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Posted October 1, 2010
A Dark, Finely Wrought Mystery of the Highest Caliber!
For some strange reason the very fine Australian/British film LIKE MINDS underwent a name change and hit the US market as MURDEROUS INTENT. The original title is so much more apropos of the story: the alternate title tends to make the audience pass over 'just another death film' category that prevents this excellent little film from appealing to a wide audience. Writer/Director Gregory J. Reed and his talented cast and production staff deserve better as this is a stunning psychological drama well worth seeing. The setting is an all boys' prep school and among the students is Alex (a very fine young Eddie Redmayne) who happens to be the son of the headmaster (Patrick Malahide) and is a brilliant scholar - if somewhat of a troublemaker at the same time. Into this setting arrives a new student Nigel (an equally fine young Tom Sturridge) who is a darkly quiet, malevolent, bright lad preoccupied with history and necrophilia. The two boys are placed together as roommates, much to Alex's objections, and gradually secrets are unraveled that show how the two boys become, via gestalt, a sum of evil greater than its parts. Alex is horrified and yet fascinated with the ritual-influenced deaths that begin to occur and when Nigel himself is murdered, Alex is the blamed. Enter the police: McKenzie (Richard Roxburgh) arrests and charges Alex with murder, but requires substantiation from a forensic psychologist Sally (the always superb Toni Collette). Sally interviews Alex, observes his behavior and manages to get inside his mind, learn about the historical data that has directed the evil from her astute questioning sessions with Alex, and begins to follow her own intuition about the case. There are twists and turns, flashbacks to incidents, investigation details, and discoveries bordering on the occult that spin this dark yarn like a helix of fear. The ending will surprise the viewer. The script is superb, the acting is top notch, the production design is accomplished and the musical score by Carlo Giacco is simply brilliant. This is a fine art film, graced by the quality of superior acting set by Collette, and is a tense drama that will keep an audience thinking and involved to the final credits. Highly Recommended. Grady HarpWas this review helpful? Yes NoThank you for your feedback. Report this reviewThank you, this review has been flagged.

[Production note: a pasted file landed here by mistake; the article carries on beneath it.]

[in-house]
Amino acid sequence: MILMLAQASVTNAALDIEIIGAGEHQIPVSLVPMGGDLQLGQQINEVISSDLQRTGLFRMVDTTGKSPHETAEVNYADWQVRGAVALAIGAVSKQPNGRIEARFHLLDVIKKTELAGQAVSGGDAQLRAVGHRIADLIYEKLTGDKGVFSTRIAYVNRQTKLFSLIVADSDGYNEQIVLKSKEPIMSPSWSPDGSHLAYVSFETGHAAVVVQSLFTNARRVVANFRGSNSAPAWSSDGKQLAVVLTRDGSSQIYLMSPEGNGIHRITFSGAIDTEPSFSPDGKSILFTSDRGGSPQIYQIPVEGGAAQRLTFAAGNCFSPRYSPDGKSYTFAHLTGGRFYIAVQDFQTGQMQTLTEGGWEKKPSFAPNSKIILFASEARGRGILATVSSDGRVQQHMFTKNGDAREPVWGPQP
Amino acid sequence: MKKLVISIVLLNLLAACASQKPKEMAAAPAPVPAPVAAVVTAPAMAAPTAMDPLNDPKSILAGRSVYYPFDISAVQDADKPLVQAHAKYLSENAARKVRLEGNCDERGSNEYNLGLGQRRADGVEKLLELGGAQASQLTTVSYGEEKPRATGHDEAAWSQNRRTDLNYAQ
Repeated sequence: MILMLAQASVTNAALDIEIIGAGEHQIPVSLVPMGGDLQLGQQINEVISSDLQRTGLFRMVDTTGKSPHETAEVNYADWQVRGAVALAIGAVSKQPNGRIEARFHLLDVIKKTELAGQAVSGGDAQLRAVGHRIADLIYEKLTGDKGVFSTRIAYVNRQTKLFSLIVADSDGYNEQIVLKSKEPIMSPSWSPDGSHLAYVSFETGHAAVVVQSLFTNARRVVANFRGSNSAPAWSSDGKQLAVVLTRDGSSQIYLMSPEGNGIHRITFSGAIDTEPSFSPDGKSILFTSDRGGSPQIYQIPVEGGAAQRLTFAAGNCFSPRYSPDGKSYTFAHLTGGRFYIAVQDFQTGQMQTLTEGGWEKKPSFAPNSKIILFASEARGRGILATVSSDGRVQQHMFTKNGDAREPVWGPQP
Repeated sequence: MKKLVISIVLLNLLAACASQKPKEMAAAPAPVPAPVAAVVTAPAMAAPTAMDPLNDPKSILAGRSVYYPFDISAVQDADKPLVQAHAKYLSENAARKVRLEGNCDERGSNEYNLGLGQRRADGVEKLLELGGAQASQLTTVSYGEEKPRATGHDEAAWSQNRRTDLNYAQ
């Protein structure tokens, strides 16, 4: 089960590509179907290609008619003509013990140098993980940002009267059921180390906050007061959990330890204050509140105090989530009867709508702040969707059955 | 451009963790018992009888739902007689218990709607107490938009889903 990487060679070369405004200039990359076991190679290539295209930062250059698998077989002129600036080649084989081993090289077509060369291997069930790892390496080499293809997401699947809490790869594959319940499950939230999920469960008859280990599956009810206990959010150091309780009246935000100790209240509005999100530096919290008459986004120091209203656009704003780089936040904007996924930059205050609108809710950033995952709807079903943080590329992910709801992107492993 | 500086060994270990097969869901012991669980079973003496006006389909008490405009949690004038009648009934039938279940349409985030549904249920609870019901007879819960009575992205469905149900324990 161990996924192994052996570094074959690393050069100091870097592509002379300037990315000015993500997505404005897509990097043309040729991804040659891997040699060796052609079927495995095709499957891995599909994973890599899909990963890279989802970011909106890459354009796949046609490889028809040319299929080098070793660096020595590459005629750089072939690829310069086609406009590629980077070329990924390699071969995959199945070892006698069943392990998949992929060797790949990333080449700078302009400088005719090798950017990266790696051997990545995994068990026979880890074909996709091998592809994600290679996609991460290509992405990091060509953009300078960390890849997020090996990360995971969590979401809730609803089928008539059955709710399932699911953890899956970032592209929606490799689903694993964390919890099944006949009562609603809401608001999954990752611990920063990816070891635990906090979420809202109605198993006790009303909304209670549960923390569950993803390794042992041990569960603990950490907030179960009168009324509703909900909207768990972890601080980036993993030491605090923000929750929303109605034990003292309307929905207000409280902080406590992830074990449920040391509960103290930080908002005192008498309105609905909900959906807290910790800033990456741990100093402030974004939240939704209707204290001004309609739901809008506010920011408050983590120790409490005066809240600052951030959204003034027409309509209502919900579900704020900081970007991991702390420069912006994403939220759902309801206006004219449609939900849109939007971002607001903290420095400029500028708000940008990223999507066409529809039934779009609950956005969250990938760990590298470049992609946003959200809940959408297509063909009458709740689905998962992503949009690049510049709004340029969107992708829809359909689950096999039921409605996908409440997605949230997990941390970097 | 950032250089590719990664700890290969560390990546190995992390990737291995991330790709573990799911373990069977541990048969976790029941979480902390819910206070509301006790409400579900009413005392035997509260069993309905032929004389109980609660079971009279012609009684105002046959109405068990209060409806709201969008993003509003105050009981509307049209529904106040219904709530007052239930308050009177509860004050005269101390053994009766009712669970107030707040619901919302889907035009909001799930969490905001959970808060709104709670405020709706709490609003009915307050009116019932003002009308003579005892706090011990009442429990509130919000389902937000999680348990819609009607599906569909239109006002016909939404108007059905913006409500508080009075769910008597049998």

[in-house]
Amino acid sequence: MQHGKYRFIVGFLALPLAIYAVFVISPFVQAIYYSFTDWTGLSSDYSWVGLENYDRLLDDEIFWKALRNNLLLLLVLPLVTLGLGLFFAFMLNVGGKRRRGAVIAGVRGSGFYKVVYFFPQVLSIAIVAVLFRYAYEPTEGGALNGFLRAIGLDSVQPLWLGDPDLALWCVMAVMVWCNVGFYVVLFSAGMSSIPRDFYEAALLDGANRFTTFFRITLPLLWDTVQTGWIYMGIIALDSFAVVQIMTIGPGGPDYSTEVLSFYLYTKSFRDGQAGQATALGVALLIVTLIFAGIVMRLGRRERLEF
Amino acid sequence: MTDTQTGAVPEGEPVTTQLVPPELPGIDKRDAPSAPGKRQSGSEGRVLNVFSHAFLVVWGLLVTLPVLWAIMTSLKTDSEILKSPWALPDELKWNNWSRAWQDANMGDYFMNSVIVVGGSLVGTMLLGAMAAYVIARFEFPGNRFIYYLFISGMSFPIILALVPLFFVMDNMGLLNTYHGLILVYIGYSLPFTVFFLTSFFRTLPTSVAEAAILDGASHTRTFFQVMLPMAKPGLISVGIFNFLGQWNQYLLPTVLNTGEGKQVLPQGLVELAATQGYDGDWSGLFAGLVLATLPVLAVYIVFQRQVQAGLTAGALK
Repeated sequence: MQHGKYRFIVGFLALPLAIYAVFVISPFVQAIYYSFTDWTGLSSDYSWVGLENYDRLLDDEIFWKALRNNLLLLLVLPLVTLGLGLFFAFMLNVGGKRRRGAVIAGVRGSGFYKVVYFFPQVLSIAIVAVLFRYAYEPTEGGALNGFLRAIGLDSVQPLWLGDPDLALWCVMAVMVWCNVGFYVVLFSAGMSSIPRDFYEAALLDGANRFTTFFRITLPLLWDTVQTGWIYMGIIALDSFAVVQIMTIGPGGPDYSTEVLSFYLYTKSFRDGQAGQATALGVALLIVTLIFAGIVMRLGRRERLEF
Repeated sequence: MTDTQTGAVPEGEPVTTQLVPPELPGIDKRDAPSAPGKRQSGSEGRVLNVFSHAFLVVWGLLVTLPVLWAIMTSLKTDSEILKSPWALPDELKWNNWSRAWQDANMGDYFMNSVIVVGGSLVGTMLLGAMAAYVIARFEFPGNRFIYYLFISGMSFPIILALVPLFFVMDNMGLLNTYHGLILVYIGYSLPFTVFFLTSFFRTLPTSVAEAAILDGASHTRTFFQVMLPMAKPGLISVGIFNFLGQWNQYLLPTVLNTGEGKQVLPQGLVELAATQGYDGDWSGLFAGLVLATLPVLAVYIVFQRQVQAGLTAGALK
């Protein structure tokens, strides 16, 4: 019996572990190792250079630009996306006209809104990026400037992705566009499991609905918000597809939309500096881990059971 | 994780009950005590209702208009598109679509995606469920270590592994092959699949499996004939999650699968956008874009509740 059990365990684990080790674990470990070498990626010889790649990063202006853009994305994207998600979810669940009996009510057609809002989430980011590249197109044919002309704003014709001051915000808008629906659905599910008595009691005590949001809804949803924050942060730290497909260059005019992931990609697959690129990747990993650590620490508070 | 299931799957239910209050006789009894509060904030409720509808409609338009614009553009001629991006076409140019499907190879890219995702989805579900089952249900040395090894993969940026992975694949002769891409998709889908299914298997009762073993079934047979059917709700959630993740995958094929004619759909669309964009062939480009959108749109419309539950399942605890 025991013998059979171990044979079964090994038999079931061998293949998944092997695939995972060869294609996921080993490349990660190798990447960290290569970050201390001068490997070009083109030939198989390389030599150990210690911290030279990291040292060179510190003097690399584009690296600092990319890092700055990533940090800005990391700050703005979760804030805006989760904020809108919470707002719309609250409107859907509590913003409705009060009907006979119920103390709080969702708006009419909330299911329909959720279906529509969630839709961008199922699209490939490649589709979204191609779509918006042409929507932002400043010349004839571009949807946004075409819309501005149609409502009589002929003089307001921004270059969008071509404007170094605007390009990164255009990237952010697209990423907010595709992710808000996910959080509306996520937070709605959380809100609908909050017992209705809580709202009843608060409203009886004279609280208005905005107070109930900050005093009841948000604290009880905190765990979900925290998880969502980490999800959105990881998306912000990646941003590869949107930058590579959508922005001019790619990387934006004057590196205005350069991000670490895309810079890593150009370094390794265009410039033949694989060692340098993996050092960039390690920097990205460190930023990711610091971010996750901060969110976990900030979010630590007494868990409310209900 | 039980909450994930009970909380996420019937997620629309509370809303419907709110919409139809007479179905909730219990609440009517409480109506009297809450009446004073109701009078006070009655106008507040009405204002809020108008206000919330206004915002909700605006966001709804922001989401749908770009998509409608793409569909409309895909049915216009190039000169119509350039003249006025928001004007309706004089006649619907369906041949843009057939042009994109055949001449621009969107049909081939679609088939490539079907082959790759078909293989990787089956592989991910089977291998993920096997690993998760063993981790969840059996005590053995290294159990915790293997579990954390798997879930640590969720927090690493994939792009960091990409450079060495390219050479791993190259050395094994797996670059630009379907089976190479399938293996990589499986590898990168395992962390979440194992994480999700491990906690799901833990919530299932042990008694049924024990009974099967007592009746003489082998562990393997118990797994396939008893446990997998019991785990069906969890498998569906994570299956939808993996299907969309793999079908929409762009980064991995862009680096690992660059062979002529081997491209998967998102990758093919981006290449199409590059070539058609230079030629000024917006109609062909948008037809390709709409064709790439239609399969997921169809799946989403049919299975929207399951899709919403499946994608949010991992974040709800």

Posted December 3, 2008
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